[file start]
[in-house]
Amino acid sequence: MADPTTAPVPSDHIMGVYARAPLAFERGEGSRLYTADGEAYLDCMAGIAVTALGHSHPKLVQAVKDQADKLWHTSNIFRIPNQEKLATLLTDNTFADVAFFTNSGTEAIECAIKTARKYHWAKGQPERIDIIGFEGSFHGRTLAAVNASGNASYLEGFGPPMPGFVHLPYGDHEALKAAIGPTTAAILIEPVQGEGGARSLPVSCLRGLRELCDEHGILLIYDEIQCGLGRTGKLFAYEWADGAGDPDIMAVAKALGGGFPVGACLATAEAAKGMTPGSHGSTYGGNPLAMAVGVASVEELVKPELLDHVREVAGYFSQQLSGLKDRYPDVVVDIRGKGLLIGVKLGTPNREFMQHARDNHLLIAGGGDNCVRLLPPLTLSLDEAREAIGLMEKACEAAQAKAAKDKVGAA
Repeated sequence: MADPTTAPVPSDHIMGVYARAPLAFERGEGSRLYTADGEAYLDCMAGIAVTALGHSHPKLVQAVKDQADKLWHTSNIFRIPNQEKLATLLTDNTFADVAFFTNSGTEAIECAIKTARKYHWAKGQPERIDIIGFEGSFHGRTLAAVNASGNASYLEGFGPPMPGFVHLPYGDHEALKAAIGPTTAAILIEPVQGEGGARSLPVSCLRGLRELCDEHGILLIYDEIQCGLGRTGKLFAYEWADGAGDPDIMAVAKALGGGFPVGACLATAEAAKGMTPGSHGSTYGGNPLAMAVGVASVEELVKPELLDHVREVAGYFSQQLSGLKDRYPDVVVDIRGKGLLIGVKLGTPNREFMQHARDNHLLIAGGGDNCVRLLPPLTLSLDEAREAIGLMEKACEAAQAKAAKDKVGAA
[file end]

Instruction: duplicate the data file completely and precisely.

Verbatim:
[in-house]
Amino acid sequence: MADPTTAPVPSDHIMGVYARAPLAFERGEGSRLYTADGEAYLDCMAGIAVTALGHSHPKLVQAVKDQADKLWHTSNIFRIPNQEKLATLLTDNTFADVAFFTNSGTEAIECAIKTARKYHWAKGQPERIDIIGFEGSFHGRTLAAVNASGNASYLEGFGPPMPGFVHLPYGDHEALKAAIGPTTAAILIEPVQGEGGARSLPVSCLRGLRELCDEHGILLIYDEIQCGLGRTGKLFAYEWADGAGDPDIMAVAKALGGGFPVGACLATAEAAKGMTPGSHGSTYGGNPLAMAVGVASVEELVKPELLDHVREVAGYFSQQLSGLKDRYPDVVVDIRGKGLLIGVKLGTPNREFMQHARDNHLLIAGGGDNCVRLLPPLTLSLDEAREAIGLMEKACEAAQAKAAKDKVGAA
Repeated sequence: MADPTTAPVPSDHIMGVYARAPLAFERGEGSRLYTADGEAYLDCMAGIAVTALGHSHPKLVQAVKDQADKLWHTSNIFRIPNQEKLATLLTDNTFADVAFFTNSGTEAIECAIKTARKYHWAKGQPERIDIIGFEGSFHGRTLAAVNASGNASYLEGFGPPMPGFVHLPYGDHEALKAAIGPTTAAILIEPVQGEGGARSLPVSCLRGLRELCDEHGILLIYDEIQCGLGRTGKLFAYEWADGAGDPDIMAVAKALGGGFPVGACLATAEAAKGMTPGSHGSTYGGNPLAMAVGVASVEELVKPELLDHVREVAGYFSQQLSGLKDRYPDVVVDIRGKGLLIGVKLGTPNREFMQHARDNHLLIAGGGDNCVRLLPPLTLSLDEAREAIGLMEKACEAAQAKAAKDKVGAA